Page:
Do you prepare internal financial statements for your board of directors on a monthly, quarterly or other periodic basis? Later, at year end, do your auditors always propose adjustments? What’s going on? Most likely, the differences are due to cash basis vs. accrual basis financial statements, as well as reasonable estimates proposed by your auditors during the year-end audit.

Simplicity of Cash
Under cash basis accounting, you recognize income when you receive payments and you recognize expenses when you pay them. The cash “ins” and “outs” are totaled by your accounting software to produce the internal financial statements and trial balance you use to prepare periodic statements. Cash basis financial statements are useful because they’re quick and easy to prepare and they can alert you to any immediate cash flow problems.

The simplicity of this accounting method comes at a price, however: Accounts receivable (income you’re owed but haven’t yet received, such as pledges) and accounts payable and accrued expenses (expenses you’ve incurred but haven’t yet paid) don’t exist.

Value of Accruals
With accrual accounting, accounts receivable, accounts payable and other accrued expenses are recognized, allowing your financial statements to be a truer picture of your organization at any point in time. If a donor pledges money to you this fiscal year, you recognize it when it is pledged rather than waiting until you receive the money.

Generally Accepted Accounting Principles (GAAP) require the use of accrual accounting and recognition of contributions as income when promised. Often, year-end audited financial statements are prepared on the GAAP basis.

Need for Estimates
Internal and year-end statements also may differ because your auditors proposed adjusting certain entries for reasonable estimates. This could include a reserve for accounts receivable that may be ultimately uncollectible.

Another common estimate is for litigation settlement. Your organization may be the party or counterparty to a lawsuit for which there is a reasonable estimate of the amount to be received or paid.

Minimizing Differences
Ultimately, you want to try to minimize the differences between internal and year-end audited financial statements, which can be helped by, for example, maximizing your accounting software’s capabilities and improving the accuracy of estimates.

Annual financial statements that have been audited by a professional auditor can help assure funders and lenders that your not-for-profit is financially sound. Here are three critical audit issues to understand when preparing financial statements:

1. The auditor’s role

Auditors are responsible for expressing an opinion on financial statements. Beyond that, they’re responsible for obtaining reasonable assurance that financial statements are free of material misstatements — be it from error or fraud.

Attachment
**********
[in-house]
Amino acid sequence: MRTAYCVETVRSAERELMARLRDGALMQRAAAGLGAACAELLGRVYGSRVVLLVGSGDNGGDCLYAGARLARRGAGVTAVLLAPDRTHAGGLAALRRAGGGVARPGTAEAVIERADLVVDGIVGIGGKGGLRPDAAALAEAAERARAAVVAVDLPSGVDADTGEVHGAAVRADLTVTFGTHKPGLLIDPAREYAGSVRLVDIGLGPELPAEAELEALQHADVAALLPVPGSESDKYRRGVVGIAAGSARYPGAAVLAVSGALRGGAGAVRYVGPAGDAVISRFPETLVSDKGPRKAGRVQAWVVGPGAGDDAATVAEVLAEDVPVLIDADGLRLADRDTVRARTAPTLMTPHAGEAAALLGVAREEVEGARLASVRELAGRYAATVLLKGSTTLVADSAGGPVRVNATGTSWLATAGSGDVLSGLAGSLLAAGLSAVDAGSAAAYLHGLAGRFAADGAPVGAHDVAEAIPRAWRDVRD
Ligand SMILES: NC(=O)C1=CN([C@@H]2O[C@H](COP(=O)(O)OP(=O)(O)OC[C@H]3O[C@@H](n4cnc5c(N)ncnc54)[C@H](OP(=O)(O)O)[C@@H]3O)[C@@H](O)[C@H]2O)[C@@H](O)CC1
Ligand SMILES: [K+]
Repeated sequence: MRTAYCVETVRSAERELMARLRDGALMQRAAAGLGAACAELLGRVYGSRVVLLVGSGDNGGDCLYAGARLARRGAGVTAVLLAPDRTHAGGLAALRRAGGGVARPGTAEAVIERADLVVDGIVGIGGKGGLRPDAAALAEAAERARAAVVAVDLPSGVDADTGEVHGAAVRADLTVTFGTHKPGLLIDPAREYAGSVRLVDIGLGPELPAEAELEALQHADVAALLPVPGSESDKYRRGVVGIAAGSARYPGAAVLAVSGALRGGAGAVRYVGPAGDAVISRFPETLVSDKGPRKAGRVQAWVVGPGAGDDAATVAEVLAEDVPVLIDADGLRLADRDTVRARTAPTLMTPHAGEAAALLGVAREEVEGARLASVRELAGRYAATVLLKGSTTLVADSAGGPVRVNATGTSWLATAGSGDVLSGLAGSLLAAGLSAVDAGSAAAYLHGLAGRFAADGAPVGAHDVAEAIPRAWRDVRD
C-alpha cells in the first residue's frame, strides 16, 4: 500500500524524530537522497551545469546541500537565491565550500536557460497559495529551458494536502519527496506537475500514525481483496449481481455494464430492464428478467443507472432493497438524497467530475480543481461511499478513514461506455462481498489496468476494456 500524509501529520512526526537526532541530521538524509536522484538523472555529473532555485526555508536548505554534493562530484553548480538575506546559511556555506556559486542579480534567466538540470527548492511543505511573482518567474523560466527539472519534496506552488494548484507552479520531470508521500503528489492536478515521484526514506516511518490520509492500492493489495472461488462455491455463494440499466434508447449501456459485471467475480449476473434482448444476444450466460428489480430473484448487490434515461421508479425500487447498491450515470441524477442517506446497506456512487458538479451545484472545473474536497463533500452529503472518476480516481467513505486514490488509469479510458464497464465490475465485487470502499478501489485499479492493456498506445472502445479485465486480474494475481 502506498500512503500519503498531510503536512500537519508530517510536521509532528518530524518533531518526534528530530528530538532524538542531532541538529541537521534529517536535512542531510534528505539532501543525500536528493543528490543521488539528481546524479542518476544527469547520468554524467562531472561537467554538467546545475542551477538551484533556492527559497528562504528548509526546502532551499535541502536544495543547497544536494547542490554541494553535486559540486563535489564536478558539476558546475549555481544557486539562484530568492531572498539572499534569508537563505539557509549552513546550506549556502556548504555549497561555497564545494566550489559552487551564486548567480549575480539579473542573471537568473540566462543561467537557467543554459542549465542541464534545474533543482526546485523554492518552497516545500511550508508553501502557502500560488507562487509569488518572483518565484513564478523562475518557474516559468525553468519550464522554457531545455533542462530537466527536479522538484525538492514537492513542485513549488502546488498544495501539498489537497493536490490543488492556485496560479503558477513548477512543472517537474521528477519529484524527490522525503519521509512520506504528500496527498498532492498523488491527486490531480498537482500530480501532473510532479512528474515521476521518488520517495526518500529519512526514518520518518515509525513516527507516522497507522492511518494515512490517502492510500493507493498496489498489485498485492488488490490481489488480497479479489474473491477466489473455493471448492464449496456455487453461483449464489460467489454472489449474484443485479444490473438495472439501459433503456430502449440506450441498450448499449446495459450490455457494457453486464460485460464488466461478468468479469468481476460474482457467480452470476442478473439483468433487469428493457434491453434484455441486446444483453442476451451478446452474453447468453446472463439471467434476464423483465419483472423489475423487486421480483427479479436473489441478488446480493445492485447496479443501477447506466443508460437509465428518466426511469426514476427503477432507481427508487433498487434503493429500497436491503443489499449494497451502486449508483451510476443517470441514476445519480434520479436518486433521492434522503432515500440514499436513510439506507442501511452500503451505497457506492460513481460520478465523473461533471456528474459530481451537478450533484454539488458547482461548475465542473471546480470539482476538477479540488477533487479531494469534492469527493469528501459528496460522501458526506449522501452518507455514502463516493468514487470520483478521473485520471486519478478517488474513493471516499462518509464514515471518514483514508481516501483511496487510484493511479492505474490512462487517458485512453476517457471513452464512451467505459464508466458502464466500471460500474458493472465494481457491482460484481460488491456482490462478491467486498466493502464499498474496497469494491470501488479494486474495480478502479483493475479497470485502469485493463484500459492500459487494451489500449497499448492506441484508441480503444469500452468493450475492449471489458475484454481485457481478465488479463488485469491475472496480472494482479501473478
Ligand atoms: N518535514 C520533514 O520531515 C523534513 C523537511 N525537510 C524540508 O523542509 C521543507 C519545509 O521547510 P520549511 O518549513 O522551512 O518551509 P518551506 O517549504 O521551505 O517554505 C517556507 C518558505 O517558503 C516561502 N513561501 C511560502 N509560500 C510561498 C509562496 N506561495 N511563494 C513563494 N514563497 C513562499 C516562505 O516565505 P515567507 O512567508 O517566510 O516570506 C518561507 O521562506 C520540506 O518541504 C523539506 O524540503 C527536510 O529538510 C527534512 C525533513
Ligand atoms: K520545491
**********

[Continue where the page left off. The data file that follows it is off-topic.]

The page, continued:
Your nonprofit and its advisors, on the other hand, are responsible for developing estimates adopting sound accounting policies and establishing, maintaining and monitoring internal controls. Although your auditor may make suggestions about these items, it isn’t his or her responsibility to institute them or to ensure they’re working properly. While management is strictly responsible for decision making, your auditor is required to evaluate whether internal controls, accounting policies, and estimates are adequate to prevent or detect errors or fraud that could result in material misstatements of the financial statements.

2. The board’s role

Sometimes a nonprofit board of directors’ role is overlooked in annual financial statement preparation, and that’s a mistake. Keep in mind that your board generally has a strategic and oversight role in the process, which is part of its overall fiduciary duty. Your board isn’t responsible for completing the job. However, board members can be a good resource for certain technical matters, depending on their professional background.

3. Financial analysis

Annual financial statements are designed to help you manage your organization. Financial statement metrics — such as debt ratios, program vs. administrative expense ratios and restricted vs. unrestricted resources — can be calculated to indicate how your organization is doing.

One of the best ways to see the big financial picture is to compare your budget, year-end internally generated financial statements and statements generated during the annual audit. This task can be completed more easily if the format of your audited statements is similar to that of your internal financial statements and budgets.

When reviewing internal vs. audited statements, look for large differences in individual accounts resulting from audit correcting adjustments. These can indicate an internal accounting deficiency. You’ll also be able to spot any significant discrepancies between what was budgeted for the year and the actual outcome.

Audited results demonstrate professionalism and provide assurance that your results are free from errors and fraud. For help preparing financial statements, contact us.